3-21-13 Student in custody after college bomb scare

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MORGANTOWN, W.Va. (AP) — A Salem International University student who tried to get creative by using a fake bomb in a class presentation Tuesday was charged with a misdemeanor after authorities said his theatrics terrified students, prompted 911 calls and disrupted the small-town campus.

Joshua John Richards, 33, of Clarksburg, is facing a misdemeanor charge of manufacturing and possessing a hoax bomb — in this case, a ticking black box with a blinking green light, said Harrison County Prosecutor Joe Shaffer. That’s a misdemeanor punishable by six months to a year behind bars and a fine of up to $5,000.

Shaffer said he will also seek “thousands of dollars” in restitution for the cost of the massive emergency response, which involved fire and police departments, 16 sheriff’s deputies, four emergency services teams and a bomb squad.

School officials didn’t immediately respond to repeated phone calls about the incident, but Shaffer said it appears to be a case of creativity gone awry.

“He was trying to be artsy, I guess,” Shaffer said. “You can get away with that in acting class, but it didn’t work here.”

Though the incident occurred in an English classroom, 22-year-old classmate Stephanie Morgan said the course was actually Principles of Human Communication, which requires students to give weekly speeches. This week’s topic was persuasion, she told The Associated Press in a series of emails.

As the instructor told the class to take a break, Richards stood up and instructed his classmates to sit down and put their hands and cell phones on their desk. He rambled on about “crazy stuff,” she said, and people weren’t sure whether he was acting or serious. After a while, someone asked if he was kidding.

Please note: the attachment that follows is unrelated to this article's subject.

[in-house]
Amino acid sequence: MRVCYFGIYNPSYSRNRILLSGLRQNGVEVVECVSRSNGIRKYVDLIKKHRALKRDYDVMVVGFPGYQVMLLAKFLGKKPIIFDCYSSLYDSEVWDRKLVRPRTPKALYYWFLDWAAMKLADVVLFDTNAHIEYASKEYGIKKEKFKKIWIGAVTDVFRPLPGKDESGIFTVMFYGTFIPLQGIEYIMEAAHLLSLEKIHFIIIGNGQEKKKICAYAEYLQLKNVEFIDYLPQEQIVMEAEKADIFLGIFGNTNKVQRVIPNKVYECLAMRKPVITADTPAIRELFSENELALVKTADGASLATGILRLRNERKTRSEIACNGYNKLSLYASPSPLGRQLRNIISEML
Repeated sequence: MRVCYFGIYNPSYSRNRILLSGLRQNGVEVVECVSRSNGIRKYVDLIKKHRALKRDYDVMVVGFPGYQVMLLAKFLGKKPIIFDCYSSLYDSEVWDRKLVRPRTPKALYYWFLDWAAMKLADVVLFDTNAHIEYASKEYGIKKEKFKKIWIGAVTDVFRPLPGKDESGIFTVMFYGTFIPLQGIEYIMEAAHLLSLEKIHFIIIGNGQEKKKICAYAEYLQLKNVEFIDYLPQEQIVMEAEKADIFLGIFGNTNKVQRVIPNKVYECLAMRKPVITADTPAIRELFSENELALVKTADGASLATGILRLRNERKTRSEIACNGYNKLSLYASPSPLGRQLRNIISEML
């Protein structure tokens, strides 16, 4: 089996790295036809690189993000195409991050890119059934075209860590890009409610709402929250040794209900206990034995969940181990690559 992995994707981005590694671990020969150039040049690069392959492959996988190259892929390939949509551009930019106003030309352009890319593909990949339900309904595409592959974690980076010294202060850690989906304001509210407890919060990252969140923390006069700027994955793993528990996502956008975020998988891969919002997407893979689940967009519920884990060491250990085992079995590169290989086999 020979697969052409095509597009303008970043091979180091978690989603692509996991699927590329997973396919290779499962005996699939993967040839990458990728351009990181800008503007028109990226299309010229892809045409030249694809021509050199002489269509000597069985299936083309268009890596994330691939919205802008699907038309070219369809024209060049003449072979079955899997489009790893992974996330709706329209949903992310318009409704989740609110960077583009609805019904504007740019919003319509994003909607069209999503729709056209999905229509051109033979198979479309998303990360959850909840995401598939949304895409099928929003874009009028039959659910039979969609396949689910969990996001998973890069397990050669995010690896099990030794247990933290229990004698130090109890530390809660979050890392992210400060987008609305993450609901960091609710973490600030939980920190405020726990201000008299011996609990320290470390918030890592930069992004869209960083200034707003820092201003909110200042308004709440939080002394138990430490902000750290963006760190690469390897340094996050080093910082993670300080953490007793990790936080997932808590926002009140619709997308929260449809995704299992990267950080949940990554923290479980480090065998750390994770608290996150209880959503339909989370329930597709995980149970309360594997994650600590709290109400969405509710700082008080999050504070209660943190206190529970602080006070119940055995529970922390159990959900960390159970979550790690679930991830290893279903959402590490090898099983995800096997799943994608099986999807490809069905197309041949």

“And he replies, `Does it look like I’m kidding?”’ the nursing student who enrolled last fall recounted.

Richards said he needed help, and students began talking to him in an effort to calm him. They asked about his daughter, and another student told Richards she would like to go home to her own children.

“As the conversation goes on,” Morgan said, “a student says, `If you’re kidding, now would be a good time to tell us.’ He still goes on as if he is being serious.”

Even the instructor seemed to believe the threat was real, Morgan said, asking Richards how she could help. Only when students began crying and “freaking out,” she said, did Richards turn off the device and say it wasn’t real.

Morgan said she fled the campus, hysterical and fearing for her life, before police arrived.

“He was a very nice person, very liked by the whole class,” she said. “I don’t understand why he would think that it would be OK to bring a fake bomb to a college during this day and age. This is not something to joke about; there are too many school shootings and threats that have happened in our society today.

“Sitting in that classroom while a man is `pretending’ to hold a bomb is not something you want to be involved in,” she added. “It makes you look at life completely different.”

Shaffer said that when Richards realized how badly he had scared his classmates, he went to his car and awaited the arrival of authorities, obviously frightened himself.

Richards will be arraigned later in magistrate court.

Salem International is a small private school that sits on a 100-acre campus in north-central West Virginia. It was founded as Salem College in 1888 by the Seventh Day Baptist Church. In the early 1990s it merged with Japan’s Teikyo University and became Salem-Teikyo University but was later sold to a private investment group and renamed Salem International University. It is currently a private for-profit institution.

The West Virginia Higher Education Policy Commission says 811 students are currently enrolled.

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